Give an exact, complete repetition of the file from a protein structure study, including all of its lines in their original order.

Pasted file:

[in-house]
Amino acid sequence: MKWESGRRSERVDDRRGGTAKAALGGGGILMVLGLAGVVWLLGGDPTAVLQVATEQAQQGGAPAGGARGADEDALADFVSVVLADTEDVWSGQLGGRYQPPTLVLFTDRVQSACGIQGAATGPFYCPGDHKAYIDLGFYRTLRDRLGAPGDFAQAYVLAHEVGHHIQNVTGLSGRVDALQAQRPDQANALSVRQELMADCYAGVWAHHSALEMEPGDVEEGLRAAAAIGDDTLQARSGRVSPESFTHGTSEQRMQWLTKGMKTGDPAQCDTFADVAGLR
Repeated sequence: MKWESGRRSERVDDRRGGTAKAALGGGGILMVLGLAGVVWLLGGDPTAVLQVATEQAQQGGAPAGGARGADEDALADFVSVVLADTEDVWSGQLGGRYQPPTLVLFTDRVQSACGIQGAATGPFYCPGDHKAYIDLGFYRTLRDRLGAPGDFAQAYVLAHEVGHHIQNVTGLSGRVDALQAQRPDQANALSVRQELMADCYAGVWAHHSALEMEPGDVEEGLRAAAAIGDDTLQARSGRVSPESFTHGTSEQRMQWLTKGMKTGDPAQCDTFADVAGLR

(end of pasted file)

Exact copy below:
[in-house]
Amino acid sequence: MKWESGRRSERVDDRRGGTAKAALGGGGILMVLGLAGVVWLLGGDPTAVLQVATEQAQQGGAPAGGARGADEDALADFVSVVLADTEDVWSGQLGGRYQPPTLVLFTDRVQSACGIQGAATGPFYCPGDHKAYIDLGFYRTLRDRLGAPGDFAQAYVLAHEVGHHIQNVTGLSGRVDALQAQRPDQANALSVRQELMADCYAGVWAHHSALEMEPGDVEEGLRAAAAIGDDTLQARSGRVSPESFTHGTSEQRMQWLTKGMKTGDPAQCDTFADVAGLR
Repeated sequence: MKWESGRRSERVDDRRGGTAKAALGGGGILMVLGLAGVVWLLGGDPTAVLQVATEQAQQGGAPAGGARGADEDALADFVSVVLADTEDVWSGQLGGRYQPPTLVLFTDRVQSACGIQGAATGPFYCPGDHKAYIDLGFYRTLRDRLGAPGDFAQAYVLAHEVGHHIQNVTGLSGRVDALQAQRPDQANALSVRQELMADCYAGVWAHHSALEMEPGDVEEGLRAAAAIGDDTLQARSGRVSPESFTHGTSEQRMQWLTKGMKTGDPAQCDTFADVAGLR